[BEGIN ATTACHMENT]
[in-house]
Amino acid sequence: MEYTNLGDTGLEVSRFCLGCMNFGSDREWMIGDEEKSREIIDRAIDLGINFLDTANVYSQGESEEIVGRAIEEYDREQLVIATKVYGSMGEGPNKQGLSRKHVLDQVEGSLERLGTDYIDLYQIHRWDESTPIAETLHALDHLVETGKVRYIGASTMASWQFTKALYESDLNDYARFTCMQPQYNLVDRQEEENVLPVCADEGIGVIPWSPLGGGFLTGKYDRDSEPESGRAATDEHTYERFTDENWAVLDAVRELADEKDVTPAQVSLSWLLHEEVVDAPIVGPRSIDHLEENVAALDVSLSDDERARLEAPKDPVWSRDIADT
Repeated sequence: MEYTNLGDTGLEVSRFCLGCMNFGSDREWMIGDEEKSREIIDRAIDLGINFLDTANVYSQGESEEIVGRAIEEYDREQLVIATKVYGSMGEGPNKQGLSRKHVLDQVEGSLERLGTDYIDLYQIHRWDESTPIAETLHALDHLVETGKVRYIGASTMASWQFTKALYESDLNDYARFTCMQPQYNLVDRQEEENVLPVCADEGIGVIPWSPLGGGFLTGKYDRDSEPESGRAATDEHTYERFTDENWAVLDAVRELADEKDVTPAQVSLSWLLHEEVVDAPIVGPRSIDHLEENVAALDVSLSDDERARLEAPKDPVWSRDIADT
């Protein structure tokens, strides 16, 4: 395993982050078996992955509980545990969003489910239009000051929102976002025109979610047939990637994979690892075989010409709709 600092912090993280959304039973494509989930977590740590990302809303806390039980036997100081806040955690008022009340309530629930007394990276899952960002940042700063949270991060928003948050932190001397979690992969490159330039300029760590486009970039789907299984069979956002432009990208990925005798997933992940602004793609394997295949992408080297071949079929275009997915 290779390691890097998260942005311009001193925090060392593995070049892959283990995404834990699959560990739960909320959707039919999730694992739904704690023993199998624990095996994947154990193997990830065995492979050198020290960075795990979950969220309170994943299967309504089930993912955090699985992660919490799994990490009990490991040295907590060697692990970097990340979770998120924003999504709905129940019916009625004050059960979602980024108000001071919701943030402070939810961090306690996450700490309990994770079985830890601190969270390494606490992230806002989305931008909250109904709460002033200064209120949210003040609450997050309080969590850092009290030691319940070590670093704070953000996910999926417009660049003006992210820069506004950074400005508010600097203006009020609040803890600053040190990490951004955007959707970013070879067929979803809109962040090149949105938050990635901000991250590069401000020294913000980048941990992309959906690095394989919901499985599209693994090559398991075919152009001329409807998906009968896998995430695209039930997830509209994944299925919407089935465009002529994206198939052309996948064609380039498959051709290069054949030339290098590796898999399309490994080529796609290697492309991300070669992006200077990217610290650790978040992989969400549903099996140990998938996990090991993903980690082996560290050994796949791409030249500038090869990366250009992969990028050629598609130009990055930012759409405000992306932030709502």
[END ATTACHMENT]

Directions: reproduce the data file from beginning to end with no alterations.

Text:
[in-house]
Amino acid sequence: MEYTNLGDTGLEVSRFCLGCMNFGSDREWMIGDEEKSREIIDRAIDLGINFLDTANVYSQGESEEIVGRAIEEYDREQLVIATKVYGSMGEGPNKQGLSRKHVLDQVEGSLERLGTDYIDLYQIHRWDESTPIAETLHALDHLVETGKVRYIGASTMASWQFTKALYESDLNDYARFTCMQPQYNLVDRQEEENVLPVCADEGIGVIPWSPLGGGFLTGKYDRDSEPESGRAATDEHTYERFTDENWAVLDAVRELADEKDVTPAQVSLSWLLHEEVVDAPIVGPRSIDHLEENVAALDVSLSDDERARLEAPKDPVWSRDIADT
Repeated sequence: MEYTNLGDTGLEVSRFCLGCMNFGSDREWMIGDEEKSREIIDRAIDLGINFLDTANVYSQGESEEIVGRAIEEYDREQLVIATKVYGSMGEGPNKQGLSRKHVLDQVEGSLERLGTDYIDLYQIHRWDESTPIAETLHALDHLVETGKVRYIGASTMASWQFTKALYESDLNDYARFTCMQPQYNLVDRQEEENVLPVCADEGIGVIPWSPLGGGFLTGKYDRDSEPESGRAATDEHTYERFTDENWAVLDAVRELADEKDVTPAQVSLSWLLHEEVVDAPIVGPRSIDHLEENVAALDVSLSDDERARLEAPKDPVWSRDIADT
């Protein structure tokens, strides 16, 4: 395993982050078996992955509980545990969003489910239009000051929102976002025109979610047939990637994979690892075989010409709709 600092912090993280959304039973494509989930977590740590990302809303806390039980036997100081806040955690008022009340309530629930007394990276899952960002940042700063949270991060928003948050932190001397979690992969490159330039300029760590486009970039789907299984069979956002432009990208990925005798997933992940602004793609394997295949992408080297071949079929275009997915 290779390691890097998260942005311009001193925090060392593995070049892959283990995404834990699959560990739960909320959707039919999730694992739904704690023993199998624990095996994947154990193997990830065995492979050198020290960075795990979950969220309170994943299967309504089930993912955090699985992660919490799994990490009990490991040295907590060697692990970097990340979770998120924003999504709905129940019916009625004050059960979602980024108000001071919701943030402070939810961090306690996450700490309990994770079985830890601190969270390494606490992230806002989305931008909250109904709460002033200064209120949210003040609450997050309080969590850092009290030691319940070590670093704070953000996910999926417009660049003006992210820069506004950074400005508010600097203006009020609040803890600053040190990490951004955007959707970013070879067929979803809109962040090149949105938050990635901000991250590069401000020294913000980048941990992309959906690095394989919901499985599209693994090559398991075919152009001329409807998906009968896998995430695209039930997830509209994944299925919407089935465009002529994206198939052309996948064609380039498959051709290069054949030339290098590796898999399309490994080529796609290697492309991300070669992006200077990217610290650790978040992989969400549903099996140990998938996990090991993903980690082996560290050994796949791409030249500038090869990366250009992969990028050629598609130009990055930012759409405000992306932030709502």